On Sunday night, Bob Renning was driving on a highway near Minneapolis when he spotted a 2006 Chevy Trailblazer enveloped in fire and smoke on the side of the road.
He got out of his car and could see the trapped driver, Mike Johannes, who was kicking the door and struggling to escape with no luck.
As adrenaline began coursing through his body, Renning tried another approach: prying the door frame open with his bare hands.
"I still don't know how I did this, but I managed to get my fingers in behind the door frame along the top, and just started pulling until the glass shattered," he told "CBS This Morning."
Renning's crazy superhuman strength is the kind of stunt you'd only see in the movies. While it occasionally happens in real life, hysterical strength, as it's known, is not acknowledged by medical science because there isn't any research to back it up. It's impossible -- and would be unethical --to replicate the environment that encourages this behavior in order to conduct a study in a lab.
It turns out, thanks to the biological "fight or flight" response, humans are quite capable of grand superhero gestures in times of extreme duress. Hysterical strength is the result of an overactive hypothalamus, a tiny section of the brain that maintains the body's physiological balance, such as body temperature and stress levels. The hypothalamus is directly linked to the adrenal gland, which release the hormone, adrenaline.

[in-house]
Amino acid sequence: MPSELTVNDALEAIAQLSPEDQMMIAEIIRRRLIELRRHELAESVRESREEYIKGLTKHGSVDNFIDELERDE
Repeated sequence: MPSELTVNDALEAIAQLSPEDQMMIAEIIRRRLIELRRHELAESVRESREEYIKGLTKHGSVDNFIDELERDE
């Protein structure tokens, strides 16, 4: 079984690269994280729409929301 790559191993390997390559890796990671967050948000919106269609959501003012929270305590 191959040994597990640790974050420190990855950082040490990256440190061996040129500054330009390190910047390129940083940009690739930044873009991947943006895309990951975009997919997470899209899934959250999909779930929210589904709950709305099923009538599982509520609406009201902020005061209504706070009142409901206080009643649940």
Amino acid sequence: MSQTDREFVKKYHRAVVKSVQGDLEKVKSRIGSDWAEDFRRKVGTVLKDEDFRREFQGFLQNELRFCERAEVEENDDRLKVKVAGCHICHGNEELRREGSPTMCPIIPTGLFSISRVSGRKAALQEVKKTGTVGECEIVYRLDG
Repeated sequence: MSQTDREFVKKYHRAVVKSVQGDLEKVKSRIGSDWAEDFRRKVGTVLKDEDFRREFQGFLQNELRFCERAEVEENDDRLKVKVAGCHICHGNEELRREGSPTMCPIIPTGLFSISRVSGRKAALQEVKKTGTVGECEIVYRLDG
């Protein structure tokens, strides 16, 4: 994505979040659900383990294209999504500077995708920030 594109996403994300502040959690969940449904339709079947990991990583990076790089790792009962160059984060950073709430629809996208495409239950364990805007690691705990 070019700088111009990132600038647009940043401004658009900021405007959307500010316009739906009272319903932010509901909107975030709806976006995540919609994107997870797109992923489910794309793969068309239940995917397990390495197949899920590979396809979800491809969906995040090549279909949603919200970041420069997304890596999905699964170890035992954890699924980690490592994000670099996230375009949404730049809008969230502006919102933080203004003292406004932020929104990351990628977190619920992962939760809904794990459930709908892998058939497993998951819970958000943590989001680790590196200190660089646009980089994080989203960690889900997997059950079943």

Some scientists theorize that -- as with brains -- humans only use a fraction of their muscle power on a regular basis. "When adrenaline is pumped into our circulation, blood is shunted away from our guts (who needs to digest food during a fearful situation, anyway?) and to our muscles," explains neuroscientist and science writer Jordan Gaines Lewis on her blog. "This, in turn, means more oxygen gets to our muscles. "
Additionally, adrenaline helps to convert stored energy in the body. "The combination of increased oxygen and energy levels strengthens our muscles beyond normal levels," she explains.
According to Scientific American spontaneous superhuman strength may also be a result of analgesia, or the inability to feel pain. It's a physiological response that's certainly critical for anyone needing to lift 3,000 tons of steel.